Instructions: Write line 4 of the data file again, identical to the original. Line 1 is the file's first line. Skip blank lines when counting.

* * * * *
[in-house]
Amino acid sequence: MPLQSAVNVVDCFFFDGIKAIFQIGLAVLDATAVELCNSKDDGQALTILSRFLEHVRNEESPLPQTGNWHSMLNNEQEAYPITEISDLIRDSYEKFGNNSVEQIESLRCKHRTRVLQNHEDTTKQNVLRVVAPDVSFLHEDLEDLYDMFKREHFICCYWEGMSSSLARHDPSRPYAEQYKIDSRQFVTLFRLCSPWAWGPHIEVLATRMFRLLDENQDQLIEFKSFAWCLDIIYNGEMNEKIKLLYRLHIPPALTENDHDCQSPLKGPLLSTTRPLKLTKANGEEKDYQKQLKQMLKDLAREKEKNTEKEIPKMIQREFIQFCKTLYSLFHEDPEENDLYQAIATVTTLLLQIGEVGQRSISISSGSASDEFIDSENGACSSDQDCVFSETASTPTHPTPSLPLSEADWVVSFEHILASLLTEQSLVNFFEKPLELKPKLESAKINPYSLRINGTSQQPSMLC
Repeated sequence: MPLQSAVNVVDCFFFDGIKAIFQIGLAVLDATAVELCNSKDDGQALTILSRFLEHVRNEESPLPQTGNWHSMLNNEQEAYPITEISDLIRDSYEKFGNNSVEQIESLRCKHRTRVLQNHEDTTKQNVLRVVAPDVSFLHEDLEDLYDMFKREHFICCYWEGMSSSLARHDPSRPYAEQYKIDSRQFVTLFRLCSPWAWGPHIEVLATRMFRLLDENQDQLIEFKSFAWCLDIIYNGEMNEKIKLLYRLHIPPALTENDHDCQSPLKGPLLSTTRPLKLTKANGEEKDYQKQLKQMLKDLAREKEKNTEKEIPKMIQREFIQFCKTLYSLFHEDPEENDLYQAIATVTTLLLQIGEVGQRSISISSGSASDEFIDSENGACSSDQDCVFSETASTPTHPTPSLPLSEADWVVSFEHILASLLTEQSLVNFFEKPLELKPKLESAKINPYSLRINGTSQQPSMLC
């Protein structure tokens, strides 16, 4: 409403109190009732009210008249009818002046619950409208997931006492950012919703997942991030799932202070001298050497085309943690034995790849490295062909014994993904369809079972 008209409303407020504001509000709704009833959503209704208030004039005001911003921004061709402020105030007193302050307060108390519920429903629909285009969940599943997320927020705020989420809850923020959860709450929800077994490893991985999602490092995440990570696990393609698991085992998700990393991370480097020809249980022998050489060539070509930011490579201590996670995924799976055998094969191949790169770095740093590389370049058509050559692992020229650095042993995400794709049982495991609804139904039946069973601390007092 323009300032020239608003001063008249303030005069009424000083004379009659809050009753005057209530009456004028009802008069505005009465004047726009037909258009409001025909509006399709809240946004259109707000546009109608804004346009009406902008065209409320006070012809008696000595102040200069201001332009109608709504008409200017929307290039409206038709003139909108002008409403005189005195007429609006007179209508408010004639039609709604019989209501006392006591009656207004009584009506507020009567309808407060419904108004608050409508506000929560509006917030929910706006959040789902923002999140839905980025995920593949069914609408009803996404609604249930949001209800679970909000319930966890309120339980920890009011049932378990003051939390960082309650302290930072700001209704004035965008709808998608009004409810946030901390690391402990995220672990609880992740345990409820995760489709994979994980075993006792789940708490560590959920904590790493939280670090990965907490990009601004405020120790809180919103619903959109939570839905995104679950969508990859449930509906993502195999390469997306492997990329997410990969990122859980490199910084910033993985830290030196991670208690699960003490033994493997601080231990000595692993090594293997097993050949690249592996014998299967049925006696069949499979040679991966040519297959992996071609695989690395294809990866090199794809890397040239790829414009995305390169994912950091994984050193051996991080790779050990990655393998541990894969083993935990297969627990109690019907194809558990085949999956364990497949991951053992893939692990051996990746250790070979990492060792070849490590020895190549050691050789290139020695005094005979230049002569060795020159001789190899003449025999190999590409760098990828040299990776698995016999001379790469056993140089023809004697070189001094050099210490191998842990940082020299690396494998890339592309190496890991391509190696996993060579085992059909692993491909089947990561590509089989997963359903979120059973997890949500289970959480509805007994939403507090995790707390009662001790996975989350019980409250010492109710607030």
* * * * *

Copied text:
């Protein structure tokens, strides 16, 4: 409403109190009732009210008249009818002046619950409208997931006492950012919703997942991030799932202070001298050497085309943690034995790849490295062909014994993904369809079972 008209409303407020504001509000709704009833959503209704208030004039005001911003921004061709402020105030007193302050307060108390519920429903629909285009969940599943997320927020705020989420809850923020959860709450929800077994490893991985999602490092995440990570696990393609698991085992998700990393991370480097020809249980022998050489060539070509930011490579201590996670995924799976055998094969191949790169770095740093590389370049058509050559692992020229650095042993995400794709049982495991609804139904039946069973601390007092 323009300032020239608003001063008249303030005069009424000083004379009659809050009753005057209530009456004028009802008069505005009465004047726009037909258009409001025909509006399709809240946004259109707000546009109608804004346009009406902008065209409320006070012809008696000595102040200069201001332009109608709504008409200017929307290039409206038709003139909108002008409403005189005195007429609006007179209508408010004639039609709604019989209501006392006591009656207004009584009506507020009567309808407060419904108004608050409508506000929560509006917030929910706006959040789902923002999140839905980025995920593949069914609408009803996404609604249930949001209800679970909000319930966890309120339980920890009011049932378990003051939390960082309650302290930072700001209704004035965008709808998608009004409810946030901390690391402990995220672990609880992740345990409820995760489709994979994980075993006792789940708490560590959920904590790493939280670090990965907490990009601004405020120790809180919103619903959109939570839905995104679950969508990859449930509906993502195999390469997306492997990329997410990969990122859980490199910084910033993985830290030196991670208690699960003490033994493997601080231990000595692993090594293997097993050949690249592996014998299967049925006696069949499979040679991966040519297959992996071609695989690395294809990866090199794809890397040239790829414009995305390169994912950091994984050193051996991080790779050990990655393998541990894969083993935990297969627990109690019907194809558990085949999956364990497949991951053992893939692990051996990746250790070979990492060792070849490590020895190549050691050789290139020695005094005979230049002569060795020159001789190899003449025999190999590409760098990828040299990776698995016999001379790469056993140089023809004697070189001094050099210490191998842990940082020299690396494998890339592309190496890991391509190696996993060579085992059909692993491909089947990561590509089989997963359903979120059973997890949500289970959480509805007994939403507090995790707390009662001790996975989350019980409250010492109710607030």